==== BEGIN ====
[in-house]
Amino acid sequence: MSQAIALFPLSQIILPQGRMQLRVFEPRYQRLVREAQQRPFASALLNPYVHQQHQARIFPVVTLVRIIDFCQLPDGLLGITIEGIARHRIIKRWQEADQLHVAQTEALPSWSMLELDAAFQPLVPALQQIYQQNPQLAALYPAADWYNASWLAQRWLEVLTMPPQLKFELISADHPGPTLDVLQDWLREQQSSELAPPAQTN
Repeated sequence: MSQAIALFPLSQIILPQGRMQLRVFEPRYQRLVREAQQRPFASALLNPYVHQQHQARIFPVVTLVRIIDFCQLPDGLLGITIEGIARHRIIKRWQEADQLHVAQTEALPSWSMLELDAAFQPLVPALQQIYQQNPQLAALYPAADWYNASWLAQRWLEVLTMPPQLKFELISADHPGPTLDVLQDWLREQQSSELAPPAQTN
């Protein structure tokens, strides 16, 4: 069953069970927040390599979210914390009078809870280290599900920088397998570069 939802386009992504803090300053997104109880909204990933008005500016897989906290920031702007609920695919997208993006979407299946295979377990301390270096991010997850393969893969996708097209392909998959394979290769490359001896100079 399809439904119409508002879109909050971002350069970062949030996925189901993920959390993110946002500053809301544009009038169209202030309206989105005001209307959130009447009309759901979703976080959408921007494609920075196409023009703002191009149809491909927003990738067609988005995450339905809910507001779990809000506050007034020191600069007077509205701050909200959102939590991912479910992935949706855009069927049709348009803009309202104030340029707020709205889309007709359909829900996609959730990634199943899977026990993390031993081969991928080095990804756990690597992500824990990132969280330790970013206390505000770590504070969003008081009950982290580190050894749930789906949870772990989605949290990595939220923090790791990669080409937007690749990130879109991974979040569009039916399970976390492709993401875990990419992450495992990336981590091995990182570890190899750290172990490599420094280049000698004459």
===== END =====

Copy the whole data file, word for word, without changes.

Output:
[in-house]
Amino acid sequence: MSQAIALFPLSQIILPQGRMQLRVFEPRYQRLVREAQQRPFASALLNPYVHQQHQARIFPVVTLVRIIDFCQLPDGLLGITIEGIARHRIIKRWQEADQLHVAQTEALPSWSMLELDAAFQPLVPALQQIYQQNPQLAALYPAADWYNASWLAQRWLEVLTMPPQLKFELISADHPGPTLDVLQDWLREQQSSELAPPAQTN
Repeated sequence: MSQAIALFPLSQIILPQGRMQLRVFEPRYQRLVREAQQRPFASALLNPYVHQQHQARIFPVVTLVRIIDFCQLPDGLLGITIEGIARHRIIKRWQEADQLHVAQTEALPSWSMLELDAAFQPLVPALQQIYQQNPQLAALYPAADWYNASWLAQRWLEVLTMPPQLKFELISADHPGPTLDVLQDWLREQQSSELAPPAQTN
């Protein structure tokens, strides 16, 4: 069953069970927040390599979210914390009078809870280290599900920088397998570069 939802386009992504803090300053997104109880909204990933008005500016897989906290920031702007609920695919997208993006979407299946295979377990301390270096991010997850393969893969996708097209392909998959394979290769490359001896100079 399809439904119409508002879109909050971002350069970062949030996925189901993920959390993110946002500053809301544009009038169209202030309206989105005001209307959130009447009309759901979703976080959408921007494609920075196409023009703002191009149809491909927003990738067609988005995450339905809910507001779990809000506050007034020191600069007077509205701050909200959102939590991912479910992935949706855009069927049709348009803009309202104030340029707020709205889309007709359909829900996609959730990634199943899977026990993390031993081969991928080095990804756990690597992500824990990132969280330790970013206390505000770590504070969003008081009950982290580190050894749930789906949870772990989605949290990595939220923090790791990669080409937007690749990130879109991974979040569009039916399970976390492709993401875990990419992450495992990336981590091995990182570890190899750290172990490599420094280049000698004459």